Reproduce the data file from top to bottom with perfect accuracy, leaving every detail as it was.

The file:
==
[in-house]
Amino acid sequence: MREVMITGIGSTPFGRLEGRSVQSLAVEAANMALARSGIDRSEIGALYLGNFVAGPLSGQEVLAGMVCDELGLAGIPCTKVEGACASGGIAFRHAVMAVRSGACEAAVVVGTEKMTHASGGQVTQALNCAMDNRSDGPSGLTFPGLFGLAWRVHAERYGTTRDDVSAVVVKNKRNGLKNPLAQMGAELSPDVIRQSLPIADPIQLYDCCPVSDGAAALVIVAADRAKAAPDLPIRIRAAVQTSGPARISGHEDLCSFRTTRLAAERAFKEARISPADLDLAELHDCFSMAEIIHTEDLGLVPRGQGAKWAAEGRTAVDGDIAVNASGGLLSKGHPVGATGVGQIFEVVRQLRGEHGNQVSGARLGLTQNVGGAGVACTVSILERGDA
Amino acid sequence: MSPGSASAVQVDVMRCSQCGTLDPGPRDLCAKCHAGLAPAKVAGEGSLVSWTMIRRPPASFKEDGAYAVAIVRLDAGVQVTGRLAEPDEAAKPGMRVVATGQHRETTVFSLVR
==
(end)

[in-house]
Amino acid sequence: MREVMITGIGSTPFGRLEGRSVQSLAVEAANMALARSGIDRSEIGALYLGNFVAGPLSGQEVLAGMVCDELGLAGIPCTKVEGACASGGIAFRHAVMAVRSGACEAAVVVGTEKMTHASGGQVTQALNCAMDNRSDGPSGLTFPGLFGLAWRVHAERYGTTRDDVSAVVVKNKRNGLKNPLAQMGAELSPDVIRQSLPIADPIQLYDCCPVSDGAAALVIVAADRAKAAPDLPIRIRAAVQTSGPARISGHEDLCSFRTTRLAAERAFKEARISPADLDLAELHDCFSMAEIIHTEDLGLVPRGQGAKWAAEGRTAVDGDIAVNASGGLLSKGHPVGATGVGQIFEVVRQLRGEHGNQVSGARLGLTQNVGGAGVACTVSILERGDA
Amino acid sequence: MSPGSASAVQVDVMRCSQCGTLDPGPRDLCAKCHAGLAPAKVAGEGSLVSWTMIRRPPASFKEDGAYAVAIVRLDAGVQVTGRLAEPDEAAKPGMRVVATGQHRETTVFSLVR